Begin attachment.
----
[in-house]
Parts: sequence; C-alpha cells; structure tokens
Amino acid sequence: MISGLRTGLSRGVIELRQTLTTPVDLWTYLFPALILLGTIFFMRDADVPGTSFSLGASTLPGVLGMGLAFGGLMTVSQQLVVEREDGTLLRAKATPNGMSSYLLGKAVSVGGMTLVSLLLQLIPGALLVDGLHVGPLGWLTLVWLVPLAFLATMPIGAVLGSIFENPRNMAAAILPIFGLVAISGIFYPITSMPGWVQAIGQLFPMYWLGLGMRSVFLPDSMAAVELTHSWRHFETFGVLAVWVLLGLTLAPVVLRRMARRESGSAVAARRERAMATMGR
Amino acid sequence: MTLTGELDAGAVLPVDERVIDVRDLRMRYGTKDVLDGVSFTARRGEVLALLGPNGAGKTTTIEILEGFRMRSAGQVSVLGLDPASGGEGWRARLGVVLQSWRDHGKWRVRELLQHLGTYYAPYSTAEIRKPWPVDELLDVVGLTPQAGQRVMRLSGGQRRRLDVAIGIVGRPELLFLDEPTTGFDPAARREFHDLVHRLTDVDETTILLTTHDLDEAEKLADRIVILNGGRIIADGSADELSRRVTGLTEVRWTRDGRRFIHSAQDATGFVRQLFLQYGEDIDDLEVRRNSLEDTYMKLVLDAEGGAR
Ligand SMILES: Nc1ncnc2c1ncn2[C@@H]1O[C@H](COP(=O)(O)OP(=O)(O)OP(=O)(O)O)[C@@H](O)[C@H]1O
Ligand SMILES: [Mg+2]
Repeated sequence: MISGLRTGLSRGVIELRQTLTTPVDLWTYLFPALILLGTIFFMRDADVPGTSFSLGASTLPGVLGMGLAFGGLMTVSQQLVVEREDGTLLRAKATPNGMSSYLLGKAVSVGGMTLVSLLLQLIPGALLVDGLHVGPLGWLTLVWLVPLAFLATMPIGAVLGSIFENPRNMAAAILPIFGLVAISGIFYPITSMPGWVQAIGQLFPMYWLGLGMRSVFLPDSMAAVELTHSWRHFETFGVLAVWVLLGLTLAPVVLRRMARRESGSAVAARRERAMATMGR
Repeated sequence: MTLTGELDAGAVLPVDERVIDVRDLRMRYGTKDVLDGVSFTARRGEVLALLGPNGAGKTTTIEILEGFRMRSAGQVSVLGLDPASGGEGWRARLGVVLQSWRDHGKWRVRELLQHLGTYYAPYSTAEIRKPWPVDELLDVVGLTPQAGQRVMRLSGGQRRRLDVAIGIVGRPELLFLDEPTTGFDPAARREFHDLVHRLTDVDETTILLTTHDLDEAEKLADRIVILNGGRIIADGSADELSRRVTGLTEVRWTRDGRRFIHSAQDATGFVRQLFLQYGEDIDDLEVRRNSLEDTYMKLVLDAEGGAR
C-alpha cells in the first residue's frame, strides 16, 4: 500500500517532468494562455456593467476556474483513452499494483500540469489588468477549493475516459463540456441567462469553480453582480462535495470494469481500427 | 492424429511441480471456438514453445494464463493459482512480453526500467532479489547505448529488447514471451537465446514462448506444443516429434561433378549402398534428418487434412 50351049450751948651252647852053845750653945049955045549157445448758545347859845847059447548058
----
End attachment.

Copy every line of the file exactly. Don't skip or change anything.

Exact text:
[in-house]
Parts: sequence; C-alpha cells; structure tokens
Amino acid sequence: MISGLRTGLSRGVIELRQTLTTPVDLWTYLFPALILLGTIFFMRDADVPGTSFSLGASTLPGVLGMGLAFGGLMTVSQQLVVEREDGTLLRAKATPNGMSSYLLGKAVSVGGMTLVSLLLQLIPGALLVDGLHVGPLGWLTLVWLVPLAFLATMPIGAVLGSIFENPRNMAAAILPIFGLVAISGIFYPITSMPGWVQAIGQLFPMYWLGLGMRSVFLPDSMAAVELTHSWRHFETFGVLAVWVLLGLTLAPVVLRRMARRESGSAVAARRERAMATMGR
Amino acid sequence: MTLTGELDAGAVLPVDERVIDVRDLRMRYGTKDVLDGVSFTARRGEVLALLGPNGAGKTTTIEILEGFRMRSAGQVSVLGLDPASGGEGWRARLGVVLQSWRDHGKWRVRELLQHLGTYYAPYSTAEIRKPWPVDELLDVVGLTPQAGQRVMRLSGGQRRRLDVAIGIVGRPELLFLDEPTTGFDPAARREFHDLVHRLTDVDETTILLTTHDLDEAEKLADRIVILNGGRIIADGSADELSRRVTGLTEVRWTRDGRRFIHSAQDATGFVRQLFLQYGEDIDDLEVRRNSLEDTYMKLVLDAEGGAR
Ligand SMILES: Nc1ncnc2c1ncn2[C@@H]1O[C@H](COP(=O)(O)OP(=O)(O)OP(=O)(O)O)[C@@H](O)[C@H]1O
Ligand SMILES: [Mg+2]
Repeated sequence: MISGLRTGLSRGVIELRQTLTTPVDLWTYLFPALILLGTIFFMRDADVPGTSFSLGASTLPGVLGMGLAFGGLMTVSQQLVVEREDGTLLRAKATPNGMSSYLLGKAVSVGGMTLVSLLLQLIPGALLVDGLHVGPLGWLTLVWLVPLAFLATMPIGAVLGSIFENPRNMAAAILPIFGLVAISGIFYPITSMPGWVQAIGQLFPMYWLGLGMRSVFLPDSMAAVELTHSWRHFETFGVLAVWVLLGLTLAPVVLRRMARRESGSAVAARRERAMATMGR
Repeated sequence: MTLTGELDAGAVLPVDERVIDVRDLRMRYGTKDVLDGVSFTARRGEVLALLGPNGAGKTTTIEILEGFRMRSAGQVSVLGLDPASGGEGWRARLGVVLQSWRDHGKWRVRELLQHLGTYYAPYSTAEIRKPWPVDELLDVVGLTPQAGQRVMRLSGGQRRRLDVAIGIVGRPELLFLDEPTTGFDPAARREFHDLVHRLTDVDETTILLTTHDLDEAEKLADRIVILNGGRIIADGSADELSRRVTGLTEVRWTRDGRRFIHSAQDATGFVRQLFLQYGEDIDDLEVRRNSLEDTYMKLVLDAEGGAR
C-alpha cells in the first residue's frame, strides 16, 4: 500500500517532468494562455456593467476556474483513452499494483500540469489588468477549493475516459463540456441567462469553480453582480462535495470494469481500427 | 492424429511441480471456438514453445494464463493459482512480453526500467532479489547505448529488447514471451537465446514462448506444443516429434561433378549402398534428418487434412 50351049450751948651252647852053845750653945049955045549157445448758545347859845847059447548058